By Michele Kayal
and Glenn Scott
Advertiser Staff Writers
Saying everyone deserves a chance to join in discussions about globalization and development, local organizers planning for the Asian Development Banks annual meeting in Honolulu plan to hold a series of public forums leading up to the May 7-11 gathering.
Dates, locations and formats for the forums have not been set, Brenda Foster, an executive assistant to Gov. Ben Cayetano, said yesterday.
Headquartered in Manila, Philippines, the Asian Development Bank is a finance institution owned by 60 member nations. It underwrites about $6 billion worth of development projects a year in Asia and the South Pacific, with the chief aim of reducing poverty.
The general meeting at the Hawaii Convention Center will attract about 3,000 participants, including finance ministers of most member countries. As head of state of the host country, President Bush has been invited to open the event, but it is not known whether he will attend.
Representatives of many large nongovernmental organizations will attend as guests, but most meetings will not be open to the public.
Foster said that by sponsoring the public forums, state organizers will effectively extend and broaden the public dialogue that normally occurs when such major multilateral institutions hold formal conferences.
"I just see it as extremely stimulating," she said.
Not to be overlooked, of course, is the potential function of the sessions to serve as what Foster called a social pressure valve for people and protest groups not invited inside the convention halls.
A related proposal, she added, is to run a session concurrently with the bank meeting to give various groups a place to be heard especially by the 300 to 400 journalists expected to cover the events.
Foster also said yesterday that Cayetano has asked the Hawaii Tourism Authority for $518,637 for equipment the Honolulu Police Department believes it will need for the bank meeting and other similar international gatherings the state hopes to attract in the future.
It was unclear yesterday whether the $518,637 was in addition to $750,000 that Honolulu officials are transferring from the police salary fund to pay for additional police equipment. Foster said she thought the Tourism Authority amount was part of the overall $750,000.
Foster said a total budget for the event has not been established. Because it will draw international diplomats, Foster and Hawaii Tourism Authority chief executive Robert Fishman said the federal government is expected to reimburse some costs.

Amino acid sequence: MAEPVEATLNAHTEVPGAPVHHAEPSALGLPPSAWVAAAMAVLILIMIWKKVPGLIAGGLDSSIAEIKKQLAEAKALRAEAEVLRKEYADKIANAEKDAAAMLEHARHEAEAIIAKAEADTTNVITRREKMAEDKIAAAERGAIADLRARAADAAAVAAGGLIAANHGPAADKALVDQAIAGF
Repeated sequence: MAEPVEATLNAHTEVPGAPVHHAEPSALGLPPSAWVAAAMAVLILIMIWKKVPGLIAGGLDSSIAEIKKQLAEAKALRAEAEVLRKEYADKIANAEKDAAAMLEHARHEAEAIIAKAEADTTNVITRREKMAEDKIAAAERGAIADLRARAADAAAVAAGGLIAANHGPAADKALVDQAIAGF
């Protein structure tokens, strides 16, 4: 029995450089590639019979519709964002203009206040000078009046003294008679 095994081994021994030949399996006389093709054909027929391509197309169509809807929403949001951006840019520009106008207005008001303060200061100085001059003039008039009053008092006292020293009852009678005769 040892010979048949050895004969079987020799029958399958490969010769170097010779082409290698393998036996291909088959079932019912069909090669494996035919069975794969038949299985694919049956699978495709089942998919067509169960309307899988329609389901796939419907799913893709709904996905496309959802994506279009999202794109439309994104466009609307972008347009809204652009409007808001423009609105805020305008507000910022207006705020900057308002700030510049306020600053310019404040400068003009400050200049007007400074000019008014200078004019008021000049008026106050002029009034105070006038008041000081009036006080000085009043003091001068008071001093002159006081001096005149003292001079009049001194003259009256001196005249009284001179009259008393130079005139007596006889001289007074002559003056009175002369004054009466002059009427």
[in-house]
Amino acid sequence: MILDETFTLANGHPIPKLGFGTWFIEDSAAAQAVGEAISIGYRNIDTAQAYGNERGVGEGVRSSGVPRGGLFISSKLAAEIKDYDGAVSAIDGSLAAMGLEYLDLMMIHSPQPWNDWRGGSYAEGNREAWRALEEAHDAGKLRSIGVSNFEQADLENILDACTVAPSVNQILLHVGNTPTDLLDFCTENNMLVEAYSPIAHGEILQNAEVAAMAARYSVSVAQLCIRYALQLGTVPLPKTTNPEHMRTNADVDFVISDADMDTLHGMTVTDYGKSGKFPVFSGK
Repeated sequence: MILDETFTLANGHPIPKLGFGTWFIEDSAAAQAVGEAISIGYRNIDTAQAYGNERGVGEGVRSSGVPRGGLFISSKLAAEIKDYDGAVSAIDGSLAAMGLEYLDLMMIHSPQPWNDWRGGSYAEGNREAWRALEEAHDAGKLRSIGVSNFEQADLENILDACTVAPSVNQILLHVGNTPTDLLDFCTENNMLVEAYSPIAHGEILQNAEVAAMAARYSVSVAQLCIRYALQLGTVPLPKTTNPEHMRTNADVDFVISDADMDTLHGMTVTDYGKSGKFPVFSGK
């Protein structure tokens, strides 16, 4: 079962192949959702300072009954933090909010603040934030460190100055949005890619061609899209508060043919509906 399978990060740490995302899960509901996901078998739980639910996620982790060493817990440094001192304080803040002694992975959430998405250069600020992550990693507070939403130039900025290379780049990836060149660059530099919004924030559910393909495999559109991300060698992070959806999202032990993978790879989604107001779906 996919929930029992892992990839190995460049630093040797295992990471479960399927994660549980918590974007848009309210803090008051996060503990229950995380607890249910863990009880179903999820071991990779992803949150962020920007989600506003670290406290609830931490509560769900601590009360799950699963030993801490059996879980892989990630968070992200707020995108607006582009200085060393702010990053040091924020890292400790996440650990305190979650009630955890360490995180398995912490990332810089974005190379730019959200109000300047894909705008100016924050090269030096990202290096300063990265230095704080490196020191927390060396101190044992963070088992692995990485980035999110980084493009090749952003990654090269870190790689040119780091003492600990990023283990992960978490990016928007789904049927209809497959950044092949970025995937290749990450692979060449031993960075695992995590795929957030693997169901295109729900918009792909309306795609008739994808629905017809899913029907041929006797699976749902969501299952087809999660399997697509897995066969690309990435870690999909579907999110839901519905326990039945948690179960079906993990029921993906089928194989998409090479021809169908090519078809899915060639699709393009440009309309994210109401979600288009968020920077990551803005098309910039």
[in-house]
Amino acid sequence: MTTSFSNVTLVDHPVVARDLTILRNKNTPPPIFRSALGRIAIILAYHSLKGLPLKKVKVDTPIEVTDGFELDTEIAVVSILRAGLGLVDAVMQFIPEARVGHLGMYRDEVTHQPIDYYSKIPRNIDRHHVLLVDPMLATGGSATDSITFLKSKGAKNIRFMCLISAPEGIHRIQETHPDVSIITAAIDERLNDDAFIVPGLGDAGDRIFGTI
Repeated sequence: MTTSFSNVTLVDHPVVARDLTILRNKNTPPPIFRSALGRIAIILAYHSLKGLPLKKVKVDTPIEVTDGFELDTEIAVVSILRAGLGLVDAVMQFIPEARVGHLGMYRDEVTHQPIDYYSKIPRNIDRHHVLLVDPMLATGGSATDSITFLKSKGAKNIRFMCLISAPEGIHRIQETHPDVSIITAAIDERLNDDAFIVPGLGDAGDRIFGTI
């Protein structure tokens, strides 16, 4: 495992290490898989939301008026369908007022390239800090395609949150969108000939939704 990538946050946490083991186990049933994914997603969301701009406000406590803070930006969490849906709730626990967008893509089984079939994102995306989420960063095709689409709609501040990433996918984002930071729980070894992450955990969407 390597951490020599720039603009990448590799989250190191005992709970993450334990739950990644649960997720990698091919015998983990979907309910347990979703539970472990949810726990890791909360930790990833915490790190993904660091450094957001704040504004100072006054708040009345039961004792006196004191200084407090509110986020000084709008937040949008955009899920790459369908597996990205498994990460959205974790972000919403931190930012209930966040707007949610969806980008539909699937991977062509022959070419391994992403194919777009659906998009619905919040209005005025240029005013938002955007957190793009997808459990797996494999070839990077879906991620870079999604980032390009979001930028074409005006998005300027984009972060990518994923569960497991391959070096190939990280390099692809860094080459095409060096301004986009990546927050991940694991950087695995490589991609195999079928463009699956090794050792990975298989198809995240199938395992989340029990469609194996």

Fishman, reached yesterday in Washington, D.C., where he is attending a conference, said he was not aware of the governors specific financial request, but said the tourism authority probably could draw the money from accounts earmarked to run the Convention Center.
"We have some funds available to us that were provisioned to us in the last legislature," he said. "But Ill have to talk to my folks and see how the dollars stack up."
The Legislature last year transferred $14.5 million to the authority, Fishman said, over and above its $61 million tourism fund.
International meetings of the Asian Development Banks stature generally require security for officials and attendees, but the violent protests seen in Seattle during the December 1999 meeting of the World Trade Organization have made security a more prominent planning issue.
Asian Development Bank meetings have been the targets of anti-development protests in the past, but none have reached the intensity of Seattles. Foster said she does not expect protests in Honolulu to reach dangerous levels.
Bank officials, in fact, are pointing to their record of involving various groups, including critics, in their decision-making.
"I think it would be a mistake to see the annual meeting as the single occurrence of the year when groups can make their views known to the ADB," said Robert Salamon, a bank spokesman who was in Honolulu yesterday meeting with local officials.
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